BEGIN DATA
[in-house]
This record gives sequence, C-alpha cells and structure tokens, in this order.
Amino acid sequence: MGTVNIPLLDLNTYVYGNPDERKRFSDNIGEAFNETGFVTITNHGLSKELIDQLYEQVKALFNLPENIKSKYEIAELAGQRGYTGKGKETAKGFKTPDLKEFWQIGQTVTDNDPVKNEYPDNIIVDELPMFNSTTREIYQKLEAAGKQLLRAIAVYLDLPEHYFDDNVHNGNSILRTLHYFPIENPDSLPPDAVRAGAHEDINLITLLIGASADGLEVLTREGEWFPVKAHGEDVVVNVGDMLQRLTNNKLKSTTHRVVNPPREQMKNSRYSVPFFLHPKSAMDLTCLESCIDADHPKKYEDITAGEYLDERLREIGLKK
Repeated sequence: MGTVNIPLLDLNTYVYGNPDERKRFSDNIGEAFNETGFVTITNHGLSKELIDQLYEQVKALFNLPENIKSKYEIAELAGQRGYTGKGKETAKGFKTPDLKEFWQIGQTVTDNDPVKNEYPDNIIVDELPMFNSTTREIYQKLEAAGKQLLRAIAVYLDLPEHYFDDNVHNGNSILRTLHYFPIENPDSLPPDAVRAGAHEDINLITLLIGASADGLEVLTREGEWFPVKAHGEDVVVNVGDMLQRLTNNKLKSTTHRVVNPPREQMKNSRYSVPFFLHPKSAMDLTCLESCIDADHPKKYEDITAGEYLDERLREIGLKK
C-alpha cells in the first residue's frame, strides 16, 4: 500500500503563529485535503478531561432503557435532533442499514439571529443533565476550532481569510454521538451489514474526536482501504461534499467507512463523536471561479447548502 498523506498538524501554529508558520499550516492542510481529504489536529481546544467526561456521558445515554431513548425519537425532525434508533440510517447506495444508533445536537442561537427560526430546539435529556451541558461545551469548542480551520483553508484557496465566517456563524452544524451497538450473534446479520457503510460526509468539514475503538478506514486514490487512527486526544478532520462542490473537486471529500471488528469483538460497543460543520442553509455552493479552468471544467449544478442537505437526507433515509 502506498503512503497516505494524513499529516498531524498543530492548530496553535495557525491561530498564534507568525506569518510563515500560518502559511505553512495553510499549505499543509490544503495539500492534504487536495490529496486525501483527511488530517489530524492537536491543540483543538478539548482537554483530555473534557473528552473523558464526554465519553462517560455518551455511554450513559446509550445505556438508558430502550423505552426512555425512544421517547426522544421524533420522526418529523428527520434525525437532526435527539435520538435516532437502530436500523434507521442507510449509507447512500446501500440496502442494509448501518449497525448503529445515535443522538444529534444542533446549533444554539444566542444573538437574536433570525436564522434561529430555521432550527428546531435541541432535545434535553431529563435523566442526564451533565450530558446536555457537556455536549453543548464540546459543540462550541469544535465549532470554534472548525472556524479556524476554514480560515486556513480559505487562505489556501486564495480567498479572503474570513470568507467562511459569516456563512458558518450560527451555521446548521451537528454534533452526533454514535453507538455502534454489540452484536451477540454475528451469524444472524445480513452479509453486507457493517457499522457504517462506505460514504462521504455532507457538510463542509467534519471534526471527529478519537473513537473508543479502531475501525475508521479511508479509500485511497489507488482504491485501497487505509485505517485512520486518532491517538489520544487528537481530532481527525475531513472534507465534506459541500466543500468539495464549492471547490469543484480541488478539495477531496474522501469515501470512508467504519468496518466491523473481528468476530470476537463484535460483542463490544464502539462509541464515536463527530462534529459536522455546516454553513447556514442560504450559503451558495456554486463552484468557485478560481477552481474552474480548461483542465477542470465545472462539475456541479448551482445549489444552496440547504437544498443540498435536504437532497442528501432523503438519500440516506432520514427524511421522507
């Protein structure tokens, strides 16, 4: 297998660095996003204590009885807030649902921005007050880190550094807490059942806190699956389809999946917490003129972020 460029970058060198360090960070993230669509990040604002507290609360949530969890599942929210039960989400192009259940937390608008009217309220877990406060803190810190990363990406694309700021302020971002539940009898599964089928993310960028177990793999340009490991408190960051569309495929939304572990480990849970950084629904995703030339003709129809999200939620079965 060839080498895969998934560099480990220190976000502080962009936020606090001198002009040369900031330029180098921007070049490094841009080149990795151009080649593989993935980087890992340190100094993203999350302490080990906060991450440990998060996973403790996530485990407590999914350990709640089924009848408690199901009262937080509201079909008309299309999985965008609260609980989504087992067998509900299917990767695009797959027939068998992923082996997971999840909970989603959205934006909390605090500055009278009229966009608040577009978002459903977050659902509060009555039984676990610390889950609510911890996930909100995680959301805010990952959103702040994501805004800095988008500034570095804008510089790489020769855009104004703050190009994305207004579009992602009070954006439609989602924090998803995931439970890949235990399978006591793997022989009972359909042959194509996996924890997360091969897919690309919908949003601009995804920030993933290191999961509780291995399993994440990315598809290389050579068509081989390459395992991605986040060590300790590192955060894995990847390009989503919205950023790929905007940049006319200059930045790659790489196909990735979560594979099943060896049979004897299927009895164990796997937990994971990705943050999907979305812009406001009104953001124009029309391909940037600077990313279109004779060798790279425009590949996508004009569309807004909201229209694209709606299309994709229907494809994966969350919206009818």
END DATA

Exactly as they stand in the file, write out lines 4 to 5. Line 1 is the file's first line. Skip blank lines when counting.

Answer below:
Repeated sequence: MGTVNIPLLDLNTYVYGNPDERKRFSDNIGEAFNETGFVTITNHGLSKELIDQLYEQVKALFNLPENIKSKYEIAELAGQRGYTGKGKETAKGFKTPDLKEFWQIGQTVTDNDPVKNEYPDNIIVDELPMFNSTTREIYQKLEAAGKQLLRAIAVYLDLPEHYFDDNVHNGNSILRTLHYFPIENPDSLPPDAVRAGAHEDINLITLLIGASADGLEVLTREGEWFPVKAHGEDVVVNVGDMLQRLTNNKLKSTTHRVVNPPREQMKNSRYSVPFFLHPKSAMDLTCLESCIDADHPKKYEDITAGEYLDERLREIGLKK
C-alpha cells in the first residue's frame, strides 16, 4: 500500500503563529485535503478531561432503557435532533442499514439571529443533565476550532481569510454521538451489514474526536482501504461534499467507512463523536471561479447548502 498523506498538524501554529508558520499550516492542510481529504489536529481546544467526561456521558445515554431513548425519537425532525434508533440510517447506495444508533445536537442561537427560526430546539435529556451541558461545551469548542480551520483553508484557496465566517456563524452544524451497538450473534446479520457503510460526509468539514475503538478506514486514490487512527486526544478532520462542490473537486471529500471488528469483538460497543460543520442553509455552493479552468471544467449544478442537505437526507433515509 502506498503512503497516505494524513499529516498531524498543530492548530496553535495557525491561530498564534507568525506569518510563515500560518502559511505553512495553510499549505499543509490544503495539500492534504487536495490529496486525501483527511488530517489530524492537536491543540483543538478539548482537554483530555473534557473528552473523558464526554465519553462517560455518551455511554450513559446509550445505556438508558430502550423505552426512555425512544421517547426522544421524533420522526418529523428527520434525525437532526435527539435520538435516532437502530436500523434507521442507510449509507447512500446501500440496502442494509448501518449497525448503529445515535443522538444529534444542533446549533444554539444566542444573538437574536433570525436564522434561529430555521432550527428546531435541541432535545434535553431529563435523566442526564451533565450530558446536555457537556455536549453543548464540546459543540462550541469544535465549532470554534472548525472556524479556524476554514480560515486556513480559505487562505489556501486564495480567498479572503474570513470568507467562511459569516456563512458558518450560527451555521446548521451537528454534533452526533454514535453507538455502534454489540452484536451477540454475528451469524444472524445480513452479509453486507457493517457499522457504517462506505460514504462521504455532507457538510463542509467534519471534526471527529478519537473513537473508543479502531475501525475508521479511508479509500485511497489507488482504491485501497487505509485505517485512520486518532491517538489520544487528537481530532481527525475531513472534507465534506459541500466543500468539495464549492471547490469543484480541488478539495477531496474522501469515501470512508467504519468496518466491523473481528468476530470476537463484535460483542463490544464502539462509541464515536463527530462534529459536522455546516454553513447556514442560504450559503451558495456554486463552484468557485478560481477552481474552474480548461483542465477542470465545472462539475456541479448551482445549489444552496440547504437544498443540498435536504437532497442528501432523503438519500440516506432520514427524511421522507